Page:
**If we don’t take part in social distancing now, our healthcare systems will likely be in the same situation as Italy’s.

Data from March 12th:

Note that in Iran, China, and Italy, the spread of COVID-19 is exponential. These are countries that have not practiced social distancing. Without an available vaccine, the only way to limit the spread is to limit in-person interactions. Singapore has contained the virus completely by quarantining anyone who enters the country, canceling all social gatherings, and implementing social distancing.

Sources: New York Times, NPR.

We are about two weeks behind Italy on the epidemic growth curve. It’s not a matter of if COVID-19 will spread in our communities, but when. What we can do now is mitigate the spread by limiting contact with one another as much as possible.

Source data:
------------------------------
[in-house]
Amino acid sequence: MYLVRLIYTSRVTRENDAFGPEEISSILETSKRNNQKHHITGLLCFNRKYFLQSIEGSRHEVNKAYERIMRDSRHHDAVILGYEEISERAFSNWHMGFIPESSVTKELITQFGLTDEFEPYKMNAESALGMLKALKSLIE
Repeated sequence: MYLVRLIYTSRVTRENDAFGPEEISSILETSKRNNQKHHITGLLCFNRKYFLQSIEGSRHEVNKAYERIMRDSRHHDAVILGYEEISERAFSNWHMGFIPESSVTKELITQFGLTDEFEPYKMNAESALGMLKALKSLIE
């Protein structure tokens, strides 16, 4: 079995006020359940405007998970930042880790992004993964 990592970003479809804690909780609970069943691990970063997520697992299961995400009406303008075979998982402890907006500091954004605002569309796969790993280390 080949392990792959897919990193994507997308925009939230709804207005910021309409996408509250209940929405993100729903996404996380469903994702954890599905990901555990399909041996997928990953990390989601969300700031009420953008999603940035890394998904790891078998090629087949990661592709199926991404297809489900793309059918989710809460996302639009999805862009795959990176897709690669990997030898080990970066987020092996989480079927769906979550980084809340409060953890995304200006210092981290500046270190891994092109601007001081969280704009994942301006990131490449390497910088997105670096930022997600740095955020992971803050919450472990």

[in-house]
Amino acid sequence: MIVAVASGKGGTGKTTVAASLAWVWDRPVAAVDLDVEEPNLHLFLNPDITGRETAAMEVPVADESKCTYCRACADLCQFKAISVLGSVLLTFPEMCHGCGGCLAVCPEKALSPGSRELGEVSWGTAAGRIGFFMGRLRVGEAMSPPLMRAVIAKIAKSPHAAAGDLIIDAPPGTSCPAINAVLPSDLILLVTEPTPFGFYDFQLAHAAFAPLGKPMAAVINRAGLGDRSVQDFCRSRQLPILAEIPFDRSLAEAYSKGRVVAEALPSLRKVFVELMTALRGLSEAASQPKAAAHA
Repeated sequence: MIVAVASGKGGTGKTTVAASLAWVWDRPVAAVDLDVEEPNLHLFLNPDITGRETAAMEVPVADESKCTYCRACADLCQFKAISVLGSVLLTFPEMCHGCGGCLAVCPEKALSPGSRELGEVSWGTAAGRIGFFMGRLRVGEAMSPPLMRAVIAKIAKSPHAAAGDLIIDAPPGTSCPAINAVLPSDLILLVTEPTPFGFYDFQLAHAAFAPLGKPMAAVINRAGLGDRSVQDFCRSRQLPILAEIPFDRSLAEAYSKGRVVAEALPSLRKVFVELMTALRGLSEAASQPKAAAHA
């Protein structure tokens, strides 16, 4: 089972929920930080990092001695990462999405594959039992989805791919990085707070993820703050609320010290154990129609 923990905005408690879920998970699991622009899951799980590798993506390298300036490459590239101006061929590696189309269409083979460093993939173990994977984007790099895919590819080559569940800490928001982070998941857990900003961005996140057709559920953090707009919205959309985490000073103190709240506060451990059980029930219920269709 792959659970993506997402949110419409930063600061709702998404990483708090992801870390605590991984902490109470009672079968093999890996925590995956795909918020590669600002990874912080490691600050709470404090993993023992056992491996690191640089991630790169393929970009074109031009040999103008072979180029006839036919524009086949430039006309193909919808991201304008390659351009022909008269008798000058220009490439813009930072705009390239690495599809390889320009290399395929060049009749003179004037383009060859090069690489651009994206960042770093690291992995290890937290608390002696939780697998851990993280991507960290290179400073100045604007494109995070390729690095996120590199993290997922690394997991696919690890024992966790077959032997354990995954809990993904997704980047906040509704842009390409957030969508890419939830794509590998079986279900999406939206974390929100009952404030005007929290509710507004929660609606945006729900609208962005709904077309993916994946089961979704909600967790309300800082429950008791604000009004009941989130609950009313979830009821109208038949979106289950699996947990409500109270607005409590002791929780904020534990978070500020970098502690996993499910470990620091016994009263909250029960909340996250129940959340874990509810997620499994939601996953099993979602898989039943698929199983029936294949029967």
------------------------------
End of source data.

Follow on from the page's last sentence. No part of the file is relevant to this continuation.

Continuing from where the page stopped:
Sources: NPR, 2.

Social distancing is effective and reduces transmission by 33-40%.

Source: Medium.

Three weeks ago, I was diagnosed with mononucleosis. I have a history of severe childhood asthma. With an already compromised immune system, I am more at-risk of suffering from complications from COVID-19 than the average person my age, so naturally, I am more vigilant.

But I’m far more worried for my two grandmothers and my grandfather, by whose presence I’ve been blessed with up until this point considering how old they are. I’m worried about my friend’s uncle, who just got diagnosed with cancer and is undergoing chemotherapy. The decision to follow social distancing guidelines might be the noblest thing we can do for the next 2-4 weeks... It’s the one thing about this disease we can actually control.

It’s about caring for, respecting, and protecting the health of others-- so that we can all live long, healthy lives.

Welppp… that’s the end of my public health rant. As a master’s student at the UCLA Fielding School of Public Health, surrounded by top epidemiologists and public health professionals, I have reason to believe that the information given to me is valid and reliable.

From a human perspective, I’m terrified of losing people I love. I have a lot of love for people in this world and I desire to do good for others. I believe that social distancing is the right thing to do… for now, in these uncertain times.

Do I want to do it? No.